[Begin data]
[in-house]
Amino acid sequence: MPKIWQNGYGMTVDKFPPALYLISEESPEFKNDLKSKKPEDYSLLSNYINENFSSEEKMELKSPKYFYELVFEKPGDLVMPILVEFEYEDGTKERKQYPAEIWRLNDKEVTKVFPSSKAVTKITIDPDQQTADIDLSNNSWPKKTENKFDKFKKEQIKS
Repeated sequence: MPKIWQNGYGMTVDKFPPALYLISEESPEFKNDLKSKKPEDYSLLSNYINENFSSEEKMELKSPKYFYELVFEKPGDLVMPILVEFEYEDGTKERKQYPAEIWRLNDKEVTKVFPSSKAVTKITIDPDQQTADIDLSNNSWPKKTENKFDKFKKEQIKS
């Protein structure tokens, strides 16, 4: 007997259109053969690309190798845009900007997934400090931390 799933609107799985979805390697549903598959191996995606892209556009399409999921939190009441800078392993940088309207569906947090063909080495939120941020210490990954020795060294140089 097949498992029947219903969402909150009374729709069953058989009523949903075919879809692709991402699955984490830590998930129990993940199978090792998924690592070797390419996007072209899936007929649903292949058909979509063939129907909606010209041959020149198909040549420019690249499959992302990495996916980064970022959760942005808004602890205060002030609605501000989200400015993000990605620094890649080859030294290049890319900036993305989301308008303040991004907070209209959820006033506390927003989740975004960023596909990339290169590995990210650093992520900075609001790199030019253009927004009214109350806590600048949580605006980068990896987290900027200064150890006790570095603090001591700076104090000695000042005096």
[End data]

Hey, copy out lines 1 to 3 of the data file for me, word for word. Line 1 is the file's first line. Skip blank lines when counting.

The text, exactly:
[in-house]
Amino acid sequence: MPKIWQNGYGMTVDKFPPALYLISEESPEFKNDLKSKKPEDYSLLSNYINENFSSEEKMELKSPKYFYELVFEKPGDLVMPILVEFEYEDGTKERKQYPAEIWRLNDKEVTKVFPSSKAVTKITIDPDQQTADIDLSNNSWPKKTENKFDKFKKEQIKS
Repeated sequence: MPKIWQNGYGMTVDKFPPALYLISEESPEFKNDLKSKKPEDYSLLSNYINENFSSEEKMELKSPKYFYELVFEKPGDLVMPILVEFEYEDGTKERKQYPAEIWRLNDKEVTKVFPSSKAVTKITIDPDQQTADIDLSNNSWPKKTENKFDKFKKEQIKS